Various forms of a proposal to limit WiFi expansion in schools were crafted and amended, with apparent objectives from various Trustees covering a range including the intent to stop further informal installations, complete removal of all but the District-installed George Jay WiFi infrastructure , and leaving the status quo as is, until the VCPAC report in February.

That the Board of Education of School District No. 61 (Greater Victoria) remind the Greater Victoria Teachers’ Association and School District staff regarding the current Board direction related to Wi-Fi in elementary schools.  Carried.


For: Alpha, Ferris, Horsman, Leonard, McEvoy, McNally, Orcherton  Against:Loring-Kuhanga, Nohr


B. Report to the Board of Education: Report from Senior Administration regarding question period and public participation (above).

C. International Student Program Overview :

In response to requests from Trustees Nohr and Loring-Kuhanga some time ago, an extensive report was presented by School District 61’s International Student Program staff, with three main areas of focus: marketing and student support, administration, and the homestay program component. The International Program is a net profit enterprise for SD61. Schedule 2A of the SD61 2012-2013 Budget  line item for “Offshore Tuition” revenue shows $7,863,871 (revenue impacted by expenses, such as salaries of instructors, administrators, and student recruitment / program marketing and promotions travel expenses). [Second attempt  to insert a PPT in WordPress worked. You may get this post twice. I know, once is enough. But this time the PPT link should work.]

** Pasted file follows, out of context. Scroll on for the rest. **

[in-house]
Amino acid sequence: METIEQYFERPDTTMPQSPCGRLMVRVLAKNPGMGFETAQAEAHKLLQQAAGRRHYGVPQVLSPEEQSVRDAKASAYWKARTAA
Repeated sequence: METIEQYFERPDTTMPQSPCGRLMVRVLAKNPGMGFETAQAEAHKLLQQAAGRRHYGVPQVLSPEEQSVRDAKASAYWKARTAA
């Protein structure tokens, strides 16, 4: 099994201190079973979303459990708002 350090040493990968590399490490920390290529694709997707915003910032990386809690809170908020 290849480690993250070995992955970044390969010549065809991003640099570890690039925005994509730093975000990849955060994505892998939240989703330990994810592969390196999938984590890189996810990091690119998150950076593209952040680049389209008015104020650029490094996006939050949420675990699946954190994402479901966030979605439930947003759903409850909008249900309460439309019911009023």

ISP board presentation – Nov 2012 FINAL

6. Facilities Planning : no report
7. Public Disclosure of In Camera Items: No In Camera meeting
8. Motions Referred to the Committee

     A. McNally: Challenge the Ruling of the Chair (also known as “Appeal from a ruling of the chair)

That the Board of Education of School District No. 61 (Greater Victoria ) amend Bylaw 9368 ”Procedure” Article 107.00 to read : “Any Trustee may challenge the ruling of the Chair, according to Robert’s Rules of Order. The Trustee making the challenge (with a seconder) will be asked by the Chair to state the challenge; debate will occur according to Robert’s Rules of Order; a vote to sustain the chair [or not ] will follow debate.

As it stands, the challenger does not have an opportunity to state the challenge, so no one has any idea what the challenge is; the Chair is not required to state any reason for or defense of the ruling;  there is no debate on the challenge’s  merits before a vote is a called to support  the Chair (or  the challenge). This is… uncommon.

This motion had been referred to this OPPS meeting from the October Board meeting, but at this point in the meeting  it was moved to refer this motion to the next OPPS / Ed Policy meeting, December 3. Carried unanimously.

9. New Business / Notice of Motion

     A. McNally: Letter to Leader of Provincial NDP

That the Board of Education of School District No. 61 (Greater Victoria) instructs [sic] the Chair to write a letter to Adrian Dix, Leader of the Provincial NDP, strongly urging him to reconsider his expressed support of funding for private schools.

Moved Alpha: To Table:   For: Alpha, Ferris, Horsman, Leonard, McNally. (McEvoy absent for the last part of the meeting.) Against: Loring-Kuhanga.